Environmental policy


Multiple environmental laws covering issues beyond wildlife impact the permitting of renewable energy and transmission projects. While these regulations protect our air, land, and water, commonsense reforms could speed the clean energy transition.

Navigating the environmental framework that protects our air, land, and water

Renewable energy and transmission projects may be subject to environmental statutes like the National Environmental Policy Act (NEPA), Clean Water Act (CWA), Federal Land Policy and Management Act (FLPMA), National Historic Preservation Act (NHPA), and Clean Air Act.

There are multiple environmental laws that impact the permitting of renewable energy and transmission that go beyond wildlife issues. These permitting matters arise under various statutes depending on the location of a project and potential impacts:

  • Renewable projects that have a federal nexus (i.e., require a federal permit) face extensive National Environmental Policy Act (NEPA) compliance issues. Undue delays and complexities in the environmental review process have, in some instances, deterred the development of renewable energy by adding years of review before a project can be constructed.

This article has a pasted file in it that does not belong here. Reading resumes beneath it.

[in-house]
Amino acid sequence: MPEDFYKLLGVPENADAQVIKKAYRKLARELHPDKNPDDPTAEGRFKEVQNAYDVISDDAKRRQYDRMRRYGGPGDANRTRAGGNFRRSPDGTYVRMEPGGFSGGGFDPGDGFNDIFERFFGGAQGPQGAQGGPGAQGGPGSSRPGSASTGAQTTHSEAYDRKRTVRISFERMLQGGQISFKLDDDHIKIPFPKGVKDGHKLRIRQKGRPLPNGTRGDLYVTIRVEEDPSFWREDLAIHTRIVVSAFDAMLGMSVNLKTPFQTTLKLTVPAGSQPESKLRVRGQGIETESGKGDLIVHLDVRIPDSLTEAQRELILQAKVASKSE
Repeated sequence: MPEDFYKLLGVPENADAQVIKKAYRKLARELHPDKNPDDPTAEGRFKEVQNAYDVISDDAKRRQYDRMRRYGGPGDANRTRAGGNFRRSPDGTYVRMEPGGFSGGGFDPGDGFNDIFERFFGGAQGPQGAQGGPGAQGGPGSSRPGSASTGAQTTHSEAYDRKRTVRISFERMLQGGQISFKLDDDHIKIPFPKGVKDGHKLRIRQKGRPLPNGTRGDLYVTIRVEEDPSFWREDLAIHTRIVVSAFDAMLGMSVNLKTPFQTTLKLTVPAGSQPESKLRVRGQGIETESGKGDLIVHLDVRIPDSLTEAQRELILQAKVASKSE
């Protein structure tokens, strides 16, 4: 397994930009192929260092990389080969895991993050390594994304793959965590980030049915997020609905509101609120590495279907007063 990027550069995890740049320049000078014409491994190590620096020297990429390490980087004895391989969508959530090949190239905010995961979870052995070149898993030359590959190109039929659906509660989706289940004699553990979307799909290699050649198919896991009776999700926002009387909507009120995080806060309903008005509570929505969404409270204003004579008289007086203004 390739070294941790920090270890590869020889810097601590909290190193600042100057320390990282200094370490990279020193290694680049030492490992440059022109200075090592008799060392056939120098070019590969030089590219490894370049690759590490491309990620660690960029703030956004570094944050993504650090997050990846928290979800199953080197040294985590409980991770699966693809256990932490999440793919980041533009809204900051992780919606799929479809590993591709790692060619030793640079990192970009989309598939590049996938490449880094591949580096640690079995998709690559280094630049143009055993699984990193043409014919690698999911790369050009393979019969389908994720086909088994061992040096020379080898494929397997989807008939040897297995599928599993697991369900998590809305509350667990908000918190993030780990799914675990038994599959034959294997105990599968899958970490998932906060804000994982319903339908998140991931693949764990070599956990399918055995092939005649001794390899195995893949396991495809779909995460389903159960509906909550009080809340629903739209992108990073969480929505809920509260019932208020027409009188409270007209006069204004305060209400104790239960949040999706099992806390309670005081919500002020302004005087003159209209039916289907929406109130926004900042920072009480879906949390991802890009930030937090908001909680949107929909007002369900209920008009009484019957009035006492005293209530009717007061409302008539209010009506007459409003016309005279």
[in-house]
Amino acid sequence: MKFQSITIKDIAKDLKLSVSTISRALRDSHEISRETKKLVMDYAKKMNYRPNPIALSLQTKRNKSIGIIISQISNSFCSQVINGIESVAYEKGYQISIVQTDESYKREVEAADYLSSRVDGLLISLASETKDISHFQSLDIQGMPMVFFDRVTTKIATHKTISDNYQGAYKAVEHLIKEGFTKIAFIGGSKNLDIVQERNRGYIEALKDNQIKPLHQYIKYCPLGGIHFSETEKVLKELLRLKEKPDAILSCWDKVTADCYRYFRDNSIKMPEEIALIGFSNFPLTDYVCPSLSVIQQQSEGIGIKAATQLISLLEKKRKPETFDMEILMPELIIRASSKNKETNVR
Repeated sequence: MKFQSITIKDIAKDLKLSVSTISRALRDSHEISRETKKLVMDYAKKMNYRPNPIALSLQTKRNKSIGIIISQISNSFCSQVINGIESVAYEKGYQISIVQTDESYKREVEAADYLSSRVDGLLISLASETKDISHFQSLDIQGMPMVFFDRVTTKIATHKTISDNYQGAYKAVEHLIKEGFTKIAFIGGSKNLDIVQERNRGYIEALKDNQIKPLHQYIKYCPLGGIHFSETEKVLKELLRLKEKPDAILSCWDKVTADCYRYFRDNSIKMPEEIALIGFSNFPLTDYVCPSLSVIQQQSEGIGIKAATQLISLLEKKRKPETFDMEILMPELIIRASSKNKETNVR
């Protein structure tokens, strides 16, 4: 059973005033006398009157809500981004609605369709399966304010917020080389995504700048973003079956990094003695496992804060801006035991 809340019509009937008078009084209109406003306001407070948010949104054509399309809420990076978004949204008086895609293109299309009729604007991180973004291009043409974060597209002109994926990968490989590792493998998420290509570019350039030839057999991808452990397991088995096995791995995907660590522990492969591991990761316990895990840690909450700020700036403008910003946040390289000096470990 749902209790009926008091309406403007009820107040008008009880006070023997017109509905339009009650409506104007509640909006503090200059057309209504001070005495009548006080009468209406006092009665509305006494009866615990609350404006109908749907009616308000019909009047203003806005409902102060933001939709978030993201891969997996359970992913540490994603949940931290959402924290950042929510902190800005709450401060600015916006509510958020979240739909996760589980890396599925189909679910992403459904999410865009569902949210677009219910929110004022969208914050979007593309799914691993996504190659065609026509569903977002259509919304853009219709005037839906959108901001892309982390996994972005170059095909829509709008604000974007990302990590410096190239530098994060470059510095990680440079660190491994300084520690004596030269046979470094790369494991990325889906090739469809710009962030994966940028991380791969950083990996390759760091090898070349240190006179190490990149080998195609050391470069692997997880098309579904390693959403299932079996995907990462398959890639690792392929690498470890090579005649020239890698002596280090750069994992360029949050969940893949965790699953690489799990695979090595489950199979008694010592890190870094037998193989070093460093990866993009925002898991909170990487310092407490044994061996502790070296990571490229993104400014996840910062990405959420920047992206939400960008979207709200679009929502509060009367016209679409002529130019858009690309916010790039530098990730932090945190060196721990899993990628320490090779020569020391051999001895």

• Renewable energy project development may also involve the need for general or individual permits under the federal Clean Water Act (CWA) for impacts to wetlands or “waters of the U.S.” – Section 404 dredge and fill permits.
  • Projects on federal lands, which the Bureau of Land Management oversees, require rights of way and special use permitting under federal land management statutes, such as the Federal Land Policy and Management Act (FLPMA).
  • Projects must routinely ensure compliance with Section 106 of the National Historic Preservation Act (NHPA), regarding the protection of historic properties.
  • Offshore wind facilities can require Clean Air Act (CAA) permits—general conformity permits—for several activities, such as installation, to ensure that they do not interfere with a state’s plans to attain and maintain national standards for air quality regarding criteria pollutants. If a project is located on tribal land, it can also be faced with various novel compliance issues, such as mineral law.
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